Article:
17 June 2019
  • 09:44 MAY HOT TOPICS: EC delivers its latest report on progress in Balkans; Merkel supports Croatia’s bid to join Euro and Schengen; Serbia and Bosnia threaten retaliation against Kosovo tariffs; EU elections deliver (almost) expected results in Slovenia and Croatia; Uljanik starts bankruptcy proceedings
  • 14:41 What are the expectations in Western Balkans after the EU elections?
  • 13:22 Top events in June
  • 13:10 Looking for New Identity
  • 13:04 How do shifts in international political economy affect national politics?

The European elections are behind us and the countries of the Western Balkans are waiting in anticipation to see if the new parliament will embark on a different course when it comes to the policy towards their region.

In his op-ed for the Balkan Insight, Jasmin Mujanović, a political scientist, belives that the Green’s strong showing in the elections could be good news for the Western Balkans. It »offers an opportunity for the EU to change course with regards to the Western Balkans.«.

But the Greens are yet to prove themselves if they are »capable advocates for the future of enlargement«, Mujanović warns.

Source: Unsplash

In Montenegro, analysts believe the elections have brought nothing new. Momčilo Radulović, president of the European Movement in Montenegro, argues in a comment to Pobjeda that “it’s not good that the number of addresses which create main directions of the European policy is increasing.”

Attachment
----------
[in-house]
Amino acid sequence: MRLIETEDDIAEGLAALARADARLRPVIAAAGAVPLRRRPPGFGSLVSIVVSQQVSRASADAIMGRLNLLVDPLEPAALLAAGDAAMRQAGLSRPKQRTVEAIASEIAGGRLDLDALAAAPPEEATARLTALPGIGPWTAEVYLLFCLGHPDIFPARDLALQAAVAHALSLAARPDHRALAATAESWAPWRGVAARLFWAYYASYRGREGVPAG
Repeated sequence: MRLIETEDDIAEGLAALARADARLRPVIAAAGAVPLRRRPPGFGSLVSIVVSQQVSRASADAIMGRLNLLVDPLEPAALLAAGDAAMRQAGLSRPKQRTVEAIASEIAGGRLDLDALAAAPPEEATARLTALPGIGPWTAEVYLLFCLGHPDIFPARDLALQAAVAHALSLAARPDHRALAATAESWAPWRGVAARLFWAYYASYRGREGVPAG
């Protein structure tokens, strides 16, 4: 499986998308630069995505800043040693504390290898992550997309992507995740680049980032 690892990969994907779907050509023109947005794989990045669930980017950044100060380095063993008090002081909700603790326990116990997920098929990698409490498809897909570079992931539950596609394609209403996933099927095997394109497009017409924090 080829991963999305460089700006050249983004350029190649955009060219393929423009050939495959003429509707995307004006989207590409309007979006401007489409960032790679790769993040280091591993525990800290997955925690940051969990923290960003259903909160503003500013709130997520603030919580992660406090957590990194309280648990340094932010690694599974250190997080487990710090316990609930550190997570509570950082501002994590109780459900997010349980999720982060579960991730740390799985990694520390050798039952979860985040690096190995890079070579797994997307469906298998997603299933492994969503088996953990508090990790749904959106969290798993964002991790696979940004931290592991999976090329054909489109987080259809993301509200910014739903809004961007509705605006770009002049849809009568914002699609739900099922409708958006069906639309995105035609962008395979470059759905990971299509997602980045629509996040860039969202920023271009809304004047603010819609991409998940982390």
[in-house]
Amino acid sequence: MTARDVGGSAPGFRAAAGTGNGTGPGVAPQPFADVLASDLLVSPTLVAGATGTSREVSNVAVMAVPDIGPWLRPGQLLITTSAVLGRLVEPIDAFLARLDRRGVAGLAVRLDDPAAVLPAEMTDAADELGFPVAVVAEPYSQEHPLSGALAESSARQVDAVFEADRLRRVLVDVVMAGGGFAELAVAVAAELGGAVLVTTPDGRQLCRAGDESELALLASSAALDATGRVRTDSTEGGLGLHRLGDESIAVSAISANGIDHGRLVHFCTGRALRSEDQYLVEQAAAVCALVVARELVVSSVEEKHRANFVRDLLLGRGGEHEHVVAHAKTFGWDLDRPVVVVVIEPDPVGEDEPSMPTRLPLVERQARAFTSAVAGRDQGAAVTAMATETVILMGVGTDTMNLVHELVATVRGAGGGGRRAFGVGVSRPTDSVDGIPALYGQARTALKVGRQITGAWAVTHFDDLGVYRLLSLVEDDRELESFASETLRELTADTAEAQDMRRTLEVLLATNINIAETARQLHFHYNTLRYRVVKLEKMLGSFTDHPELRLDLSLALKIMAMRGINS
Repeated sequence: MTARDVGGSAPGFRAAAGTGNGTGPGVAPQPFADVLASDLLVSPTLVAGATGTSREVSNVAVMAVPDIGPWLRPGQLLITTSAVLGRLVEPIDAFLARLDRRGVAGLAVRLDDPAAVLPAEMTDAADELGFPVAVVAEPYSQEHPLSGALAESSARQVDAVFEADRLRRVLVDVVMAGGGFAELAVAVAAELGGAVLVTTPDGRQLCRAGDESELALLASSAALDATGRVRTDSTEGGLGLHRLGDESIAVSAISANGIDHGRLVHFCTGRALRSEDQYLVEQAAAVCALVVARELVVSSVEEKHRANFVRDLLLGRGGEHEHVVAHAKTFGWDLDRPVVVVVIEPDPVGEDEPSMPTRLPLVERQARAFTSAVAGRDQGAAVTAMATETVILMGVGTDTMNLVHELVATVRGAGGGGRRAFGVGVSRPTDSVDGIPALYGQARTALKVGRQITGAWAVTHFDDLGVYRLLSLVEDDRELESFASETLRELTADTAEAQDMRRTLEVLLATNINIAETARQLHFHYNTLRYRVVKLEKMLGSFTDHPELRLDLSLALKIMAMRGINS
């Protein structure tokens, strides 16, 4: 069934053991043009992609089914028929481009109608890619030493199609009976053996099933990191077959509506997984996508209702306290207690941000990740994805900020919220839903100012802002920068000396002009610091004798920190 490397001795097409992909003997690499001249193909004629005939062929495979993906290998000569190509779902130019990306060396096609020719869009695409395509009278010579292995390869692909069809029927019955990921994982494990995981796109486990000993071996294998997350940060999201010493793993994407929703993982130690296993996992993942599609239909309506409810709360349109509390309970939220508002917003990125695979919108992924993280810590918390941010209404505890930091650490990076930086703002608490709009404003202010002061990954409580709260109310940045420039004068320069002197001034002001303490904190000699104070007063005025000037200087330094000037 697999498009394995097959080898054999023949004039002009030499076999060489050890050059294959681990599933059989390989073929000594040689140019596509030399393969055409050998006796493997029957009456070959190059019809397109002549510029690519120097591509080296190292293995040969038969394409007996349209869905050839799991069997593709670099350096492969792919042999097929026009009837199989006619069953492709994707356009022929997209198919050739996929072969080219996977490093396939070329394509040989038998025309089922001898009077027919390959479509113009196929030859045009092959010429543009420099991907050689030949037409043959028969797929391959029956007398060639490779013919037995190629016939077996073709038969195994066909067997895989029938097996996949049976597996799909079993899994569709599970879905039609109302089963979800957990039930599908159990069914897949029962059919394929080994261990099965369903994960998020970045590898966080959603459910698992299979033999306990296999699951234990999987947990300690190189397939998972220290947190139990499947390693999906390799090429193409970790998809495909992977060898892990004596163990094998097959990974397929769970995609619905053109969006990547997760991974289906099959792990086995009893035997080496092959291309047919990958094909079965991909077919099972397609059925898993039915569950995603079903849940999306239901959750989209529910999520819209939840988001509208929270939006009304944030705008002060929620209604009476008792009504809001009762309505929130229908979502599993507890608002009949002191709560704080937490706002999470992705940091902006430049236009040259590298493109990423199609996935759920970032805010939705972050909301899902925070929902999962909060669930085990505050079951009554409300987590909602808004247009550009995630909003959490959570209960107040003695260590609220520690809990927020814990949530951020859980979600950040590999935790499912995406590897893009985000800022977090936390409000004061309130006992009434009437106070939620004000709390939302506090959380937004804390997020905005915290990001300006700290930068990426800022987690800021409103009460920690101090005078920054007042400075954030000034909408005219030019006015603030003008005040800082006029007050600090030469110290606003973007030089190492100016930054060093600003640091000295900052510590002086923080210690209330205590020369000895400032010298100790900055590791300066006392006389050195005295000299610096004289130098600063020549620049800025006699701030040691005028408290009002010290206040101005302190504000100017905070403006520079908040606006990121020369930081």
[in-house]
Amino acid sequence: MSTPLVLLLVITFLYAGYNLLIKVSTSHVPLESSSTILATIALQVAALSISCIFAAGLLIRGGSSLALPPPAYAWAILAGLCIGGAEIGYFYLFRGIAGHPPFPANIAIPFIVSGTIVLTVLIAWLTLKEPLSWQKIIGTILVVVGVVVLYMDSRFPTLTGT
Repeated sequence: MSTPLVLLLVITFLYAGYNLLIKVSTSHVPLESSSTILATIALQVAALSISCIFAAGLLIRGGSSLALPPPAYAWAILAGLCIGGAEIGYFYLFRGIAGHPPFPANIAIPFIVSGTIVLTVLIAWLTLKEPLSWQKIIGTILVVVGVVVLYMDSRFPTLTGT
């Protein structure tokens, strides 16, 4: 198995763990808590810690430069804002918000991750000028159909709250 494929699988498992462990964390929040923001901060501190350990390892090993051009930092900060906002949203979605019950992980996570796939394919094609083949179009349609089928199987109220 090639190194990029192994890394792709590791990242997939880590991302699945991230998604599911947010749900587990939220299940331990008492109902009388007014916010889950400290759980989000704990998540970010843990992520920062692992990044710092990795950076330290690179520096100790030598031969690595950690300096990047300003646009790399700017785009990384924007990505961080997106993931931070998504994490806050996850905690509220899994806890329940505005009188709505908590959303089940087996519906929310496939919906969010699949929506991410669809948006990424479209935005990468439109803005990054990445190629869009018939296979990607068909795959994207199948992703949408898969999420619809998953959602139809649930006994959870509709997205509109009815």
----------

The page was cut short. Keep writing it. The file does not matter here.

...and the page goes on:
“We’ve had two main influential actors so far, and now there will be even more, coming from various political structures that are going to have a significant impact on the functioning of EU institutions.”

In Serbia, analysts also conclude that the new European parliament is unlikely to bring about change in policy towards their country. In a comment to TV Prva, Mihajlo Crnobrnja, president of the European Movement in Serbia, argues that whoever replaces Donald Tusk, Jean-Claude Juncker or Frederica Mogherini, will make no difference to Serbia.

“Is it in our interest that the establishment parties win or the populists? The difference is small. Remember Macron’s statement that “we will not receive (new members) until we reset the EU. (Enlargement) is not the priority of either sides as it was in 2004 with socialist countries. Back then, the expansion was a priority. Unfortunately, this is not the case today”, Crnobrnja explained.

Jasenko Selimović, a Swedish MP in the European Parliament, confirmed to Bosnia’s Klix.ba that there will be no major changes in the EU’s policy towards the region.

“The countries of the Balkans will continue to be welcomed in the EU, but the speed of the process will depend, as before, on the adoption and implementation of reforms in the Balkan countries. I hope that BiH will rapidly adopt the rules of procedure that has in the past prevented the work of the committee and interparliamentary meetings have been disrupted for almost five years. Other countries in the region have had regular meetings of that committee in recent years, so I hope that BiH will also approve the rules of procedure and start organising these meetings. Other reforms are dependent on BiH politicians, but the EU’s door will continue to be open to BiH and the Western Balkans,” Selimović concluded.

Although he is generally perceived as being a eurosceptic, Italian prime minister Matteo Salvini doesn’t seem to be against the EU enlargement, according to B92. The site reports that Salvini made a following comment shortly after the elections:

“That Serbia should be part of the European Union is something that is geographically, socially and culturally interesting, while Turkey does not have a tangible connection with it (EU). Expanding (EU) and intelligent inclusion of some of the closest nations, why not?” Salvini said according to B92.

Let’s wait and see.

Adriatic Journal

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